My focus on the future of work means that I’m often privy to the inner workings of some of today’s most innovative companies. Moving toward open sourcing and the gig economy comes with its fair share of internal questioning and resistance. Always. It’s just a natural part of the process. Questions quickly arise, like how to keep data safe and innovation secrets from leaking to competitors.
Recently, we talked with Liane Scult, Senior Freelance Program Manager at Microsoft, who works on operationalizing Microsoft’s Freelance Services program for Microsoft employees in the United States. Her primary tactic to get past employees’ natural resistance? Dialogue and communication. Scult talks daily with employees about workloads, helps them identify tasks that can be performed by freelancers and supports their need to access specialized talent on demand or scale their operations. Here is how she’s helping employees embrace the use of freelancers to deliver work that supports the company’s mission.
Q: How did you navigate employees’ initial concerns?
Two years ago we set out on this journey and quickly realized that freelancing was going to be a unique opportunity and an increasingly prevalent new way for people to work that would reach every corner of our company. We also knew we needed to operate in a thoughtful and trusted way in terms of how we handled our data and customer information. So we started small, monitored the program and usage closely, prepared to involve the appropriate stakeholders, and then engaged them early and often to improve the program. Overall, we worked closely with our partners in legal, HR and procurement to ensure that the entire virtual team was well aligned.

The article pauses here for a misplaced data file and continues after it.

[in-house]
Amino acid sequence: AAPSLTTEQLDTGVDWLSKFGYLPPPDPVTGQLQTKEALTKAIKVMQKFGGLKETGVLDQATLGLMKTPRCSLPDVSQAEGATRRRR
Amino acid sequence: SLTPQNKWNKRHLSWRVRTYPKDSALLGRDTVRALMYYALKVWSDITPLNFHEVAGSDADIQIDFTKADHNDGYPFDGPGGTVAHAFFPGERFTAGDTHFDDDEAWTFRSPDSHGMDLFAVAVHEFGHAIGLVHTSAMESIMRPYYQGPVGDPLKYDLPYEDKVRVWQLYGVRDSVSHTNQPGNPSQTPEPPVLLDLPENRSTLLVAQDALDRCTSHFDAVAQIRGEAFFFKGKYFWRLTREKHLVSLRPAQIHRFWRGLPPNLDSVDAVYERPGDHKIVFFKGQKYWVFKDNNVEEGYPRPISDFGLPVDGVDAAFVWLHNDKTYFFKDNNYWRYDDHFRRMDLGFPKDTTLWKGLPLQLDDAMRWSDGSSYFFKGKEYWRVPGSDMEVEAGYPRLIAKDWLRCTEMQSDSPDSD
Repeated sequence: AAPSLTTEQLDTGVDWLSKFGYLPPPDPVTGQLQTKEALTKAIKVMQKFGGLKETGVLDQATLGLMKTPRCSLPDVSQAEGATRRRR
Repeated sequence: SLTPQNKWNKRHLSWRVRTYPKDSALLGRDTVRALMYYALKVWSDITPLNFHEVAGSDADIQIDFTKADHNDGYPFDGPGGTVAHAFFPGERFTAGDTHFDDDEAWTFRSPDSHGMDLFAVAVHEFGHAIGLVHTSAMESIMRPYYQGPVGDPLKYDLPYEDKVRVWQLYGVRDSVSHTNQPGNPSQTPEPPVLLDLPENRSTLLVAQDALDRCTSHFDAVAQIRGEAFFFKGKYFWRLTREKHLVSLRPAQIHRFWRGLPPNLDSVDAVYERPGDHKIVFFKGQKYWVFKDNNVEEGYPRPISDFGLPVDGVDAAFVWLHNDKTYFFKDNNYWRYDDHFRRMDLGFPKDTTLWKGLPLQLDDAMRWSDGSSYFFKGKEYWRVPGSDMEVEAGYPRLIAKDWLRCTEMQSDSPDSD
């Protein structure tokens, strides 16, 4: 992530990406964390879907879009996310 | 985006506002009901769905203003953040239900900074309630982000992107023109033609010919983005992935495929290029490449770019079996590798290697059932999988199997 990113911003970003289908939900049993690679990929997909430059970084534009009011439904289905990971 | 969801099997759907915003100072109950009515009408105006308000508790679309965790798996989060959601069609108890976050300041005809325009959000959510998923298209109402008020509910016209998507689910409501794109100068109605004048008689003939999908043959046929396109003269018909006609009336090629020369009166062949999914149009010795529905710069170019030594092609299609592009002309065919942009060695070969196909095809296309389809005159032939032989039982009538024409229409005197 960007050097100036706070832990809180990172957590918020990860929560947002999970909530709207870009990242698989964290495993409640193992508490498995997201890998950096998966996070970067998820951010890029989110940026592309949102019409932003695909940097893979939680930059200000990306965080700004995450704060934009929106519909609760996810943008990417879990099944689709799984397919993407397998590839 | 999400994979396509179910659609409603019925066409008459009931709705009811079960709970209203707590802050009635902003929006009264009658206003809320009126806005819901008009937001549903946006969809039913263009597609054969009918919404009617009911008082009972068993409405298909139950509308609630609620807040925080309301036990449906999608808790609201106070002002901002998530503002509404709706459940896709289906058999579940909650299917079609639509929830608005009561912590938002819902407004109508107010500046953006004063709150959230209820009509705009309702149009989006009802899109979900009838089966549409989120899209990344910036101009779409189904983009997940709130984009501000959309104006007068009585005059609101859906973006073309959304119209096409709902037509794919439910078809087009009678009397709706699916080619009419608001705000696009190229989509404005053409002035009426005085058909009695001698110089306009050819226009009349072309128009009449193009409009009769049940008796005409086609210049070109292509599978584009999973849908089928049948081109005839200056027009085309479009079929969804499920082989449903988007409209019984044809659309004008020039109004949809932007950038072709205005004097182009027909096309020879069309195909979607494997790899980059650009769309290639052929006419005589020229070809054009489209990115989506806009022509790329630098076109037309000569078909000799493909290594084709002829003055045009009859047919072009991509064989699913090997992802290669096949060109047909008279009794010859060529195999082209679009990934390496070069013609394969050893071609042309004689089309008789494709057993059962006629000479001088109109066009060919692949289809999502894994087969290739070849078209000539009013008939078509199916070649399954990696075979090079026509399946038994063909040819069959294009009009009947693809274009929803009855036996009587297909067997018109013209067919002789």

Like most transformations, this was disruptive. We had thoughtful discussions around the urgency to keep up with the speed of innovation and customer demand. We felt freelancers could help by enhancing our full-time workforce and suppliers.
Q: How do you create a culture that encourages experimenting with and using new models?
I speak with employees every day. We talk about what they have on their plate, followed by a deeper discussion about the work they feel is the best use of their skills and experience, and what they want to learn or do to make more of an impact. We look at areas in which they can have that growth mindset to keep themselves and our company more relevant and to improve customer (and not-yet-customer) experiences while keeping up with the increasing speed of innovation.
The hardest thing is shifting one’s mindset. When you disrupt the norm, the typical reaction is to push back against something new. So, I have to be prepared to be a myth buster when people tell me, “This isn’t right” or “This is different than the norm.” I have a list of more than 30 comments I commonly receive, including “Freelancers can’t be trusted,” “I’m not going to give my work to a non-skilled person,” “There aren’t enough skilled people out there to do what we do.” All these comments are from people who are feeling uncomfortable, and it’s important to let them know that you hear them. I take the time to listen carefully and let them express their concerns. Then I show them the value, the benefits. My biggest challenge is to get people to simply try it once, and when they do, most never go back to their old ways. It’s just like when people take their first ride-share or sleep in their first VRBO—sometimes people prefer a hotel experience, and that’s fine too.